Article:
Cellular IoT technology is continuing to grow with new GSMA figures revealing 41 networks are using either NB-IoT or LTE-M.
In total, 23 operators have launched licensed low-power, wide area technology to date. The GSMA also revealed that there are 34 labs devoted to work on the technology and 800 organisations working within the trade body's Mobile IoT Innovators Community.
Forecasts from the GSMA predict that there will be 3.1 billion cellular IoT connections by 2025, including 1.8 billion licensed LPWA connections.
Alex Sinclair, Chief Technology Officer, GSMA, said: “2018 is the year that Mobile IoT networks will scale. We have seen huge growth in the availability of commercial networks in licensed spectrum and anticipate seeing many more launches this year.
"This is underpinned by an expanding community of organisations developing innovative new solutions and a number of IoT Labs helping companies to test out new products and services.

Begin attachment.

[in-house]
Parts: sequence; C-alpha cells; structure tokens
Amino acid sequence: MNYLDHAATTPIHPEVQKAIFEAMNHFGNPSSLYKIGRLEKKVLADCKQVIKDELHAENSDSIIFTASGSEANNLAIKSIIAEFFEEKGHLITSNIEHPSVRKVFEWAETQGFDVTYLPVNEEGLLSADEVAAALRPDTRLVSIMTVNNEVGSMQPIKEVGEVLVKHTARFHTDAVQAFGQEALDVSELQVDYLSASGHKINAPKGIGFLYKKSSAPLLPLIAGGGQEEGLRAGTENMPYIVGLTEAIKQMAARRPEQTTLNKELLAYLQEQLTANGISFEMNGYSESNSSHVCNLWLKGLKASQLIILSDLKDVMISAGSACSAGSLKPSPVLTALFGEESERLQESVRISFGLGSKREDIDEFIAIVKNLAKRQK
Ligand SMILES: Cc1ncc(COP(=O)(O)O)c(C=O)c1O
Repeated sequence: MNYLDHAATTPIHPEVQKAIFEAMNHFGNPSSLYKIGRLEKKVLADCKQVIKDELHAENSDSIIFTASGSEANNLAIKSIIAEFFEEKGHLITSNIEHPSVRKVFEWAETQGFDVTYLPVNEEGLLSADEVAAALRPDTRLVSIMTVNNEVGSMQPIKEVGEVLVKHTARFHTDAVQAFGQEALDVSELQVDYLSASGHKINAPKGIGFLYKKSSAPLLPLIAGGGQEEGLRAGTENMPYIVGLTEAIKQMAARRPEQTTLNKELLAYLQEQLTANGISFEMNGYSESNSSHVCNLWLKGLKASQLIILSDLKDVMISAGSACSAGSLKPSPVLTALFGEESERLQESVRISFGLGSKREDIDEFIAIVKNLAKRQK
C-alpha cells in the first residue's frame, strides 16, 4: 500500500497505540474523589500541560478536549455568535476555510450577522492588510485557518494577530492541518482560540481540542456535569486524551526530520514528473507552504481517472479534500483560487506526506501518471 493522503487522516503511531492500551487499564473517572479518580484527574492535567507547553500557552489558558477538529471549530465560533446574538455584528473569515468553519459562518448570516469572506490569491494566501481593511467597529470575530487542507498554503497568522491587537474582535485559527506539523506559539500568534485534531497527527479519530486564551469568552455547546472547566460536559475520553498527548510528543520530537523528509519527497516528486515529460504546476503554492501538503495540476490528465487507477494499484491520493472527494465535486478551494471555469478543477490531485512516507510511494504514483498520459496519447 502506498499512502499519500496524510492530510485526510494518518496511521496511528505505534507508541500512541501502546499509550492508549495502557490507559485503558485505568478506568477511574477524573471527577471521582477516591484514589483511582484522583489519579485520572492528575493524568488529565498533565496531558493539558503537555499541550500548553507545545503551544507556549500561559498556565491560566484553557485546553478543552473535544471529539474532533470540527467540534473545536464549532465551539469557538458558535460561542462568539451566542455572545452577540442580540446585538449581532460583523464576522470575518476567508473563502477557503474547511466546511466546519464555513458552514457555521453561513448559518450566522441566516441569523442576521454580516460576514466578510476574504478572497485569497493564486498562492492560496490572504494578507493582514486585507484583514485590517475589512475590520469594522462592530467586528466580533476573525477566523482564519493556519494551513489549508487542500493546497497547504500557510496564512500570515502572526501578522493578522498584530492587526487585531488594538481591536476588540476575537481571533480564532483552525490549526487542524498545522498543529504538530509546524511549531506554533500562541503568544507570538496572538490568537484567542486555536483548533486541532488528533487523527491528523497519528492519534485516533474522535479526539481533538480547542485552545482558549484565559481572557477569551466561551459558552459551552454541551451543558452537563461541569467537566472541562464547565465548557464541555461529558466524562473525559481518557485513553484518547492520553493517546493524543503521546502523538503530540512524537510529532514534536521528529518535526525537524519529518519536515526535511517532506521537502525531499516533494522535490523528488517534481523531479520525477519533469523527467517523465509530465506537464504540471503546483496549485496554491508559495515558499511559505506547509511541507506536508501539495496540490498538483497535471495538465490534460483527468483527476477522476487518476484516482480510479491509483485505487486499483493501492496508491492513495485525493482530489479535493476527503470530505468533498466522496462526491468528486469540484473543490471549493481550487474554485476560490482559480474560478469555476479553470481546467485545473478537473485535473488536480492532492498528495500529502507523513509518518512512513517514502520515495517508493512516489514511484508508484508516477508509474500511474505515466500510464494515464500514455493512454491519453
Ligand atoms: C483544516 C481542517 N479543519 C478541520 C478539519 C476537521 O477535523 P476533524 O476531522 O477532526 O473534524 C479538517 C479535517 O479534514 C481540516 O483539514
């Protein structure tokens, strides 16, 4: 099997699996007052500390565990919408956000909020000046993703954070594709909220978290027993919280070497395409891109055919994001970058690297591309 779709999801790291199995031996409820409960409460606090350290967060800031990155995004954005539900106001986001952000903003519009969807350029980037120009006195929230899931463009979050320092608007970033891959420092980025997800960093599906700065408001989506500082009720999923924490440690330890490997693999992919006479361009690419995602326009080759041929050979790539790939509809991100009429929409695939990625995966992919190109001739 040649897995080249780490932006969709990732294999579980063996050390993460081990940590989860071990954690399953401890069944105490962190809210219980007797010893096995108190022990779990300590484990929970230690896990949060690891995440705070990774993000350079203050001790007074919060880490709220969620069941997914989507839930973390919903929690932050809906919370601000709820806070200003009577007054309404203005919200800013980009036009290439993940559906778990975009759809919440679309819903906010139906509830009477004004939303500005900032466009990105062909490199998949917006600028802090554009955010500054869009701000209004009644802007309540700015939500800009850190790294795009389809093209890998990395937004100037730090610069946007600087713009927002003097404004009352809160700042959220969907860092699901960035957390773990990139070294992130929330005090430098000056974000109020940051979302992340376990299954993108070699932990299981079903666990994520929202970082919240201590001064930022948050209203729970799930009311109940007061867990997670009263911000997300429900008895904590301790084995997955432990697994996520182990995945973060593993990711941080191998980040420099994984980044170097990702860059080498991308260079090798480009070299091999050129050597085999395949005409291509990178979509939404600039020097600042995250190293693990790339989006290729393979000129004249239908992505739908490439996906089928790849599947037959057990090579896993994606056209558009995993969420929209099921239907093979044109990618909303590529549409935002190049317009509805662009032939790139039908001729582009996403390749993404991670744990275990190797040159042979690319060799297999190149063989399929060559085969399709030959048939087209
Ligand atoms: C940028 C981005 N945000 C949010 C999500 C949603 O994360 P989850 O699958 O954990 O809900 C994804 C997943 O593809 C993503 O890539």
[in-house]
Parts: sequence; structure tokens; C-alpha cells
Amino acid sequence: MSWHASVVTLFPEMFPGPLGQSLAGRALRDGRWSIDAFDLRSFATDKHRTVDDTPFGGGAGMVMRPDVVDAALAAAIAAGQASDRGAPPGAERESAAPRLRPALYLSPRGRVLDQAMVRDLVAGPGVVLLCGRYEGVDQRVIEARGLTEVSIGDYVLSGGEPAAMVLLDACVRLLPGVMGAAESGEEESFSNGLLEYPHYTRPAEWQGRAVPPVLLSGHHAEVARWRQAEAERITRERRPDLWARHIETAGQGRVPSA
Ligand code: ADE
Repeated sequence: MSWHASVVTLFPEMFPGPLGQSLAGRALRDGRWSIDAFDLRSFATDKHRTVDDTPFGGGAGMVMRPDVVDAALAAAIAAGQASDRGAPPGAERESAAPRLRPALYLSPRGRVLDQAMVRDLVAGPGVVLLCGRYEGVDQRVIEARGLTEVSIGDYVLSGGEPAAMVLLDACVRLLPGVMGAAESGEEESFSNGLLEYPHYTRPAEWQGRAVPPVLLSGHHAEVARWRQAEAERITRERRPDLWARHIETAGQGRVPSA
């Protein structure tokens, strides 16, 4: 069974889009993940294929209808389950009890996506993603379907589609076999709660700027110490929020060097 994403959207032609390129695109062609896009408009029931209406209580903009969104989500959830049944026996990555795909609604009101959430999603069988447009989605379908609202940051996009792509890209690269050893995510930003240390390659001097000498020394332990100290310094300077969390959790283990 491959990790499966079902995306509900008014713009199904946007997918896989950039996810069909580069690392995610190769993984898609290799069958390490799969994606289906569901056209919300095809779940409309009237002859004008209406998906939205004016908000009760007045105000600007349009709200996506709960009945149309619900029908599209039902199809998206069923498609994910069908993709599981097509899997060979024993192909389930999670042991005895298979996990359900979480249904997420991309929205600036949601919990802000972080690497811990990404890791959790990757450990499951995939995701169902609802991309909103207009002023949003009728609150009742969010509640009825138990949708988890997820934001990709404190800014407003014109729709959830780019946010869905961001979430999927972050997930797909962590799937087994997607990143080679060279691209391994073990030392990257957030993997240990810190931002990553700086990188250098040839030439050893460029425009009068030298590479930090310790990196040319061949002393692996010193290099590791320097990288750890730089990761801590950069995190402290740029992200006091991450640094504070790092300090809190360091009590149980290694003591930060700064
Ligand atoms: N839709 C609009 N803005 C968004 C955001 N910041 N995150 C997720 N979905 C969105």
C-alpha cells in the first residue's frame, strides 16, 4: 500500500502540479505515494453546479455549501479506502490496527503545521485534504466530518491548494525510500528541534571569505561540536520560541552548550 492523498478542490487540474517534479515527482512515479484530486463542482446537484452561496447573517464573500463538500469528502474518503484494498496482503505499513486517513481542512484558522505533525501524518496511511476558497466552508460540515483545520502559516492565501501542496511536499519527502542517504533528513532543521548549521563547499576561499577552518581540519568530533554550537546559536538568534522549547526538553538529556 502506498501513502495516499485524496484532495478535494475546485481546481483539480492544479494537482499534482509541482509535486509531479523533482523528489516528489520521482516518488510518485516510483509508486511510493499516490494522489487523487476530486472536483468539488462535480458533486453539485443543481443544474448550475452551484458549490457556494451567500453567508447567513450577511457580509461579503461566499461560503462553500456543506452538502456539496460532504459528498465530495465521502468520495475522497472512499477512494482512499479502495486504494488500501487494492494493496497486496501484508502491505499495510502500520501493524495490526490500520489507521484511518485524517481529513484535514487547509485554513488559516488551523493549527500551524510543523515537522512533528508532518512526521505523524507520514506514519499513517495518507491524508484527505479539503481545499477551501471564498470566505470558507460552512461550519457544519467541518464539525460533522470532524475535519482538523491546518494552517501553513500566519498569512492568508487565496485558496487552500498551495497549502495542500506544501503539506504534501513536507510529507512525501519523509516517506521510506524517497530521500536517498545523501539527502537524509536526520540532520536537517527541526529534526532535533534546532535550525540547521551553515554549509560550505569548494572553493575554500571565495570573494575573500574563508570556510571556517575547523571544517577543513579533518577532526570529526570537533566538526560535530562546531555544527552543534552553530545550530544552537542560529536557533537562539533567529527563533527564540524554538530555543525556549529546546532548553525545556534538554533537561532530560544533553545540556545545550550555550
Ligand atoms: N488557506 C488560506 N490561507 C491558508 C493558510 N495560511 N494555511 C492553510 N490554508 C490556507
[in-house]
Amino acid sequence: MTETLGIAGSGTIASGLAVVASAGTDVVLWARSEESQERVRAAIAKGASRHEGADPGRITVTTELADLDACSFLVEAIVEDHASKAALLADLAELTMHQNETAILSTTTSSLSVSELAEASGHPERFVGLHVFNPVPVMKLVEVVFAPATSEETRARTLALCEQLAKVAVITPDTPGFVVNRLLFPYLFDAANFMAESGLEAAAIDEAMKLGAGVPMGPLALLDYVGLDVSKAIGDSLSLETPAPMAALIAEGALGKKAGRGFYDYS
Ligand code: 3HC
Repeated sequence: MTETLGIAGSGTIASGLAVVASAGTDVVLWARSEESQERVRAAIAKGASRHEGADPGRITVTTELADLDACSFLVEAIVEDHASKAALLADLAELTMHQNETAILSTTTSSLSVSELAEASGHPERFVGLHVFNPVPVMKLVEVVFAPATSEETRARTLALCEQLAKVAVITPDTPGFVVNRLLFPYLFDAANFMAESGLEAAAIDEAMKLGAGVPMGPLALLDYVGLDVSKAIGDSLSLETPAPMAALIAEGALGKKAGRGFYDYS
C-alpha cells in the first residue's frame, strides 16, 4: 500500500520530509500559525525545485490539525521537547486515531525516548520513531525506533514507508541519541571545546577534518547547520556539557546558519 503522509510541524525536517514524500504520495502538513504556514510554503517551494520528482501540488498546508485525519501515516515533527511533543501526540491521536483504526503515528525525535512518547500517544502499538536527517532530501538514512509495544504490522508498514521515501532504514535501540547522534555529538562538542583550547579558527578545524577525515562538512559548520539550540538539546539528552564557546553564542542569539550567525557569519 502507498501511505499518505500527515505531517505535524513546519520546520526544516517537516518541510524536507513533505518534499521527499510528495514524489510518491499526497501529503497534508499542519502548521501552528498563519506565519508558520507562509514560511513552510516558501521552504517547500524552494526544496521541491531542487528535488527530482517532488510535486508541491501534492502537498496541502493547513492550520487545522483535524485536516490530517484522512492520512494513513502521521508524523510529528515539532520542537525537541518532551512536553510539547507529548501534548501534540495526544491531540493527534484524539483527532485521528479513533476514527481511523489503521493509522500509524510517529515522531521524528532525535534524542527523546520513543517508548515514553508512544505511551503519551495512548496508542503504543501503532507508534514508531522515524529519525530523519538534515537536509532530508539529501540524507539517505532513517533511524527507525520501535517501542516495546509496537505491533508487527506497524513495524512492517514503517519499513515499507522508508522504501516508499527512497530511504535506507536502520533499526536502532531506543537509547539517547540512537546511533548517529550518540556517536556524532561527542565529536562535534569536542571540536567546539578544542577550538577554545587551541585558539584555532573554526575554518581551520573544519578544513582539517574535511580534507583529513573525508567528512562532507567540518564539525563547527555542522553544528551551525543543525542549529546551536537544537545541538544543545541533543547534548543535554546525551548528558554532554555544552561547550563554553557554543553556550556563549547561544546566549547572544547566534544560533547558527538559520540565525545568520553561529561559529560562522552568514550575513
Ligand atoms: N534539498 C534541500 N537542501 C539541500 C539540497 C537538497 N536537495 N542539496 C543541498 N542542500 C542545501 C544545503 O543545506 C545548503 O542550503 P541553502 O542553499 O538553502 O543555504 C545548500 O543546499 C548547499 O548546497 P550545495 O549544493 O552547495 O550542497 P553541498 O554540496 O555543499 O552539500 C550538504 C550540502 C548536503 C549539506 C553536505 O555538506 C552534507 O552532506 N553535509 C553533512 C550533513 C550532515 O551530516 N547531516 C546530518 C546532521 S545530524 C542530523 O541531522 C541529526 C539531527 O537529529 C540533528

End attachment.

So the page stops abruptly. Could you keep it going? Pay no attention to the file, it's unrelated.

“Mobile IoT networks are fast becoming the de facto global IoT solution, as only licensed, managed mobile services can provide the secure low power connection that can meet future demand.”
Earlier this week, Deutsche Telekom, one of Europe's most enthusiastic proponents of the technology, revealed it was using NB-IoT to connect wine bottles, tools and bridges. Telia is also using NB-IoT to connect postboxes across Finland in a new trial.
However, a report from Juniper Research this week claimed that operators could have trouble monetising licensed IoT technology compared to unlicensed rivals such as LoRa and Sigfox.
It claimed services revenues from the technologies could be as much as 102 percent higher than the likes of NB-IoT and LTE-M by 2022.